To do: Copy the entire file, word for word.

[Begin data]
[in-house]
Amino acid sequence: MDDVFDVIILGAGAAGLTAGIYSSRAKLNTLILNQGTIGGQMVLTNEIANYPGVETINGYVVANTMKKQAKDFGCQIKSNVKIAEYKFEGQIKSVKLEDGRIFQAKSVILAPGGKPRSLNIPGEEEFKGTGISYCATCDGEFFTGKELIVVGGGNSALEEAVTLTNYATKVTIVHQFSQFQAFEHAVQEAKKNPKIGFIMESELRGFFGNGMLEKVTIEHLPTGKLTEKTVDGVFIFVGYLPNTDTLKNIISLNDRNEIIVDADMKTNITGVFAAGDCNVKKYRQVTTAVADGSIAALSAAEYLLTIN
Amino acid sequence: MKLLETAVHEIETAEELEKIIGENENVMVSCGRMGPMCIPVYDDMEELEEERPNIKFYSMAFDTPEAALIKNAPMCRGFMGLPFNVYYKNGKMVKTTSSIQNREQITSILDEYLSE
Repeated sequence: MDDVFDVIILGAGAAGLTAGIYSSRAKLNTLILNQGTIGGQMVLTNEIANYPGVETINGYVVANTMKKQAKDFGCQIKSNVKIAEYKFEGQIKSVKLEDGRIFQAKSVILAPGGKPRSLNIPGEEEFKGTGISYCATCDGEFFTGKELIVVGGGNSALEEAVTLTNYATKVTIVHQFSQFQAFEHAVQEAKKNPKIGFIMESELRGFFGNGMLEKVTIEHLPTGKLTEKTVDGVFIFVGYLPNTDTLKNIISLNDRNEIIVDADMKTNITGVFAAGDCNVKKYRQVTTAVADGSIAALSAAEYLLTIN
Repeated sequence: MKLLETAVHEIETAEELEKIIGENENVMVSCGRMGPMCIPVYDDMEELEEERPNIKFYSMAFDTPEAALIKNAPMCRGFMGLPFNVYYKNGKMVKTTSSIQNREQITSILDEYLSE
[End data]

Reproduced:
[in-house]
Amino acid sequence: MDDVFDVIILGAGAAGLTAGIYSSRAKLNTLILNQGTIGGQMVLTNEIANYPGVETINGYVVANTMKKQAKDFGCQIKSNVKIAEYKFEGQIKSVKLEDGRIFQAKSVILAPGGKPRSLNIPGEEEFKGTGISYCATCDGEFFTGKELIVVGGGNSALEEAVTLTNYATKVTIVHQFSQFQAFEHAVQEAKKNPKIGFIMESELRGFFGNGMLEKVTIEHLPTGKLTEKTVDGVFIFVGYLPNTDTLKNIISLNDRNEIIVDADMKTNITGVFAAGDCNVKKYRQVTTAVADGSIAALSAAEYLLTIN
Amino acid sequence: MKLLETAVHEIETAEELEKIIGENENVMVSCGRMGPMCIPVYDDMEELEEERPNIKFYSMAFDTPEAALIKNAPMCRGFMGLPFNVYYKNGKMVKTTSSIQNREQITSILDEYLSE
Repeated sequence: MDDVFDVIILGAGAAGLTAGIYSSRAKLNTLILNQGTIGGQMVLTNEIANYPGVETINGYVVANTMKKQAKDFGCQIKSNVKIAEYKFEGQIKSVKLEDGRIFQAKSVILAPGGKPRSLNIPGEEEFKGTGISYCATCDGEFFTGKELIVVGGGNSALEEAVTLTNYATKVTIVHQFSQFQAFEHAVQEAKKNPKIGFIMESELRGFFGNGMLEKVTIEHLPTGKLTEKTVDGVFIFVGYLPNTDTLKNIISLNDRNEIIVDADMKTNITGVFAAGDCNVKKYRQVTTAVADGSIAALSAAEYLLTIN
Repeated sequence: MKLLETAVHEIETAEELEKIIGENENVMVSCGRMGPMCIPVYDDMEELEEERPNIKFYSMAFDTPEAALIKNAPMCRGFMGLPFNVYYKNGKMVKTTSSIQNREQITSILDEYLSE